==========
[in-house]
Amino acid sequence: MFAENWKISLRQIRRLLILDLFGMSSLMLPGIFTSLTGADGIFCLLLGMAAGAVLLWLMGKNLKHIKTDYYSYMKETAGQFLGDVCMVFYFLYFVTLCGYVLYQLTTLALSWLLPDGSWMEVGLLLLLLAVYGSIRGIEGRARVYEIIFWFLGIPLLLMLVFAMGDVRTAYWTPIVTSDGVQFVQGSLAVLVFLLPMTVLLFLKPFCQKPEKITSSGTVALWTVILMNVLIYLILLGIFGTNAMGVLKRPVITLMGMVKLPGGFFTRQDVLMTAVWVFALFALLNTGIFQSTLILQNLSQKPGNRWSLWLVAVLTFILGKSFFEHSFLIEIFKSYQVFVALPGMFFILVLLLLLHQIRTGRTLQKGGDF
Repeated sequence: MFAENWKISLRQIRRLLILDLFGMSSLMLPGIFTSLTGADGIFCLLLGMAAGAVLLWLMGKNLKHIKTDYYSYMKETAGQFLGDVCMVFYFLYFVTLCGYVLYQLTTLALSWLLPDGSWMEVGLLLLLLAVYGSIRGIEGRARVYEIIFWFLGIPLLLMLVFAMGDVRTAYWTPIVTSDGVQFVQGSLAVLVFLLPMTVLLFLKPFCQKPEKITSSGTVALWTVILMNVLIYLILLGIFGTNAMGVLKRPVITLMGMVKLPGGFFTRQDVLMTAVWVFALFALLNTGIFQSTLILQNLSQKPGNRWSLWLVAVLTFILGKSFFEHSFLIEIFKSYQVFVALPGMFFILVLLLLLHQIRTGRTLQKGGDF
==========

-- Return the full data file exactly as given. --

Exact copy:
[in-house]
Amino acid sequence: MFAENWKISLRQIRRLLILDLFGMSSLMLPGIFTSLTGADGIFCLLLGMAAGAVLLWLMGKNLKHIKTDYYSYMKETAGQFLGDVCMVFYFLYFVTLCGYVLYQLTTLALSWLLPDGSWMEVGLLLLLLAVYGSIRGIEGRARVYEIIFWFLGIPLLLMLVFAMGDVRTAYWTPIVTSDGVQFVQGSLAVLVFLLPMTVLLFLKPFCQKPEKITSSGTVALWTVILMNVLIYLILLGIFGTNAMGVLKRPVITLMGMVKLPGGFFTRQDVLMTAVWVFALFALLNTGIFQSTLILQNLSQKPGNRWSLWLVAVLTFILGKSFFEHSFLIEIFKSYQVFVALPGMFFILVLLLLLHQIRTGRTLQKGGDF
Repeated sequence: MFAENWKISLRQIRRLLILDLFGMSSLMLPGIFTSLTGADGIFCLLLGMAAGAVLLWLMGKNLKHIKTDYYSYMKETAGQFLGDVCMVFYFLYFVTLCGYVLYQLTTLALSWLLPDGSWMEVGLLLLLLAVYGSIRGIEGRARVYEIIFWFLGIPLLLMLVFAMGDVRTAYWTPIVTSDGVQFVQGSLAVLVFLLPMTVLLFLKPFCQKPEKITSSGTVALWTVILMNVLIYLILLGIFGTNAMGVLKRPVITLMGMVKLPGGFFTRQDVLMTAVWVFALFALLNTGIFQSTLILQNLSQKPGNRWSLWLVAVLTFILGKSFFEHSFLIEIFKSYQVFVALPGMFFILVLLLLLHQIRTGRTLQKGGDF